What is Foster Care and How Can I Help in Virginia?

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What is Foster Care and How Can I Help?

What is Foster Care?

There are 440,000 children and youth in foster care across the United States. In the Virginia Department of Social Services alone, in 2022, there are 5,000 children in need of a stable and supportive environment. So, what is foster care, and what can you do to help these children?

Foster care is the temporary placement of a child whose been removed from their home and family. This is due to the birth families being unable to care for these children. They may have been abandoned, abused, and/or neglected.

On average, most children enter foster care at eight years old. Though, the majority are teenagers in foster care, as 45% of them are aged 13 and up. Almost 20% of teens in foster care will end up aging out of foster care, with 20% of them becoming homeless immediately. Additionally, 70% of girls become pregnant before 21 years of age.

Virginia is one of the wealthiest states in the United States. However, we are in the 50th in the country for the number of children who age out of the system. These children typically spend the last few years of their youth in group homes.

However, Virginia gives options for further services once the foster child is 18 if they continue to pursue education or a job. This foster care program is called Fostering Futures and is operated by the local department of social services.

Am I the Right Person to be a Foster or Adoptive Parent?

Foster parents lower the number of children affected by these worrying statistics. They are a driving force to stop this tragedy and create a positive difference for these foster youth.

There is a process to becoming a foster parent. You must complete the foster care and adoption training process with the support of your Child Placing Agency (CPA). They will support you through the application, training, and home study process to prepare you to be a foster parent in 90 to 120 days.

The training process may be difficult. It's meant to prepare you for your child's behavior, attachment, and mental health challenges. This behavior will diminish, and your child's welfare will increase once they are given the love and support they need from you.

Once training is complete, you will have options regarding the children you wish to accept for foster care. Your child placement agency assists you with these requests. This can include limits in the child's age, sex, disabilities, sibling groups, etc. However, the fewer constraints you have, the faster the foster care placement agency can place a child with you.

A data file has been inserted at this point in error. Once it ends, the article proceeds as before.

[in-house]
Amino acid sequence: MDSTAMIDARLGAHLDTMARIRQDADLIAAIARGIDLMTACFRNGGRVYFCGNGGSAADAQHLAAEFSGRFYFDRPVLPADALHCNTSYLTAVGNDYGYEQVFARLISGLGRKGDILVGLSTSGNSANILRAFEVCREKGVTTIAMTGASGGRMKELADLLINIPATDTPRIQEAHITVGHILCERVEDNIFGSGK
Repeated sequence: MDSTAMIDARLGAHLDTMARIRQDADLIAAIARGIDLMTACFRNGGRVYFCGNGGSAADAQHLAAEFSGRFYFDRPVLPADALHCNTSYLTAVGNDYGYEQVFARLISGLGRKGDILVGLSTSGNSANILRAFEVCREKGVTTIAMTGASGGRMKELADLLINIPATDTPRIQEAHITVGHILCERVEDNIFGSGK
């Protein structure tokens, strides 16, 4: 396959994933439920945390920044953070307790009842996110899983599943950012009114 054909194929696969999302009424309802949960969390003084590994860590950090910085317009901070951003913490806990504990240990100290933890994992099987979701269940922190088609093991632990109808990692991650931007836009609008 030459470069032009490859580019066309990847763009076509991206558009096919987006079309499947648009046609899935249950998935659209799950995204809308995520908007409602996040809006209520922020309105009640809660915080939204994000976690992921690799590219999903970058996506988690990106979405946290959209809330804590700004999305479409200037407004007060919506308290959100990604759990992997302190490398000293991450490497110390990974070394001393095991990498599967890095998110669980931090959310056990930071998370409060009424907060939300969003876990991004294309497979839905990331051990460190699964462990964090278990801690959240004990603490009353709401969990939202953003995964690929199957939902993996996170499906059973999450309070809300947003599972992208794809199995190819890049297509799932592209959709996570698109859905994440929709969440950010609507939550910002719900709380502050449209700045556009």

How Can I Help?

There are multiple ways you can aid children in foster care.

There is regular foster care, where you can provide a temporary safe, loving environment to the child.

There is treatment foster care (TFC), where you offer the same environment but also work to provide case management and crisis support. This is for children who have experienced trauma or are medically fragile.

You can provide respite or short-term care to help give other foster parents a break to recharge or rest for up to 29 days.

Then there is the long-term option in which foster or adoptive parents provide for a child until a permanency goal has been established and achieved. This goal can be reunification, or returning home with the parents, which is typically the first choice. The goal could also be placement with relatives, which is referred to as kinship care or adoption.

Finally, you have the option to foster to adopt. During this time, parental rights must be terminated, and the child must be placed as a foster child for at least six months before the adoption process begins.

Any of these options allows you to help improve the lives of those in the foster care system.

What Does Being a Foster Parent Look Like?

When a child gets placed into the foster care agency that meets your requirements, you will be called and told little about the child. You will be allowed to decide whether to foster that child. You are entitled to say no. In this case, the child will either come under your care, or the foster care agency will attempt to find another placement.

Other placements may be more gradual, and there is more time to get the child accustomed to the move. However, you may need to be mentally prepared to take a child at any time once you are licensed.

Like all relationships, there will be good and bad days, beauty and hardships. Many of these children have been through very traumatic experiences during their lives. They may have many scars and habits that they have used to protect themselves during these times. These won't immediately disappear once they are in a stable home.

It may take them a while to adjust and change their behaviors. However, it has been seen repeatedly how these children begin to thrive when given the right environment, stability, and trust. Are you able to offer these children the support that they need? 

Thank you for considering fostering teenage, children, and youth in Virginia. The need is great, the rewards are unique, and you will have all the support you need to be successful in this fantastic chapter in your life. Please reflect on what brought you to FosterVA.org and ask for guidance and help.

We have a no-pressure promise if you decide the time is not perfect for you to begin this journey. We are here to listen to your questions and give you great advice.

I am interested in helping a foster child.



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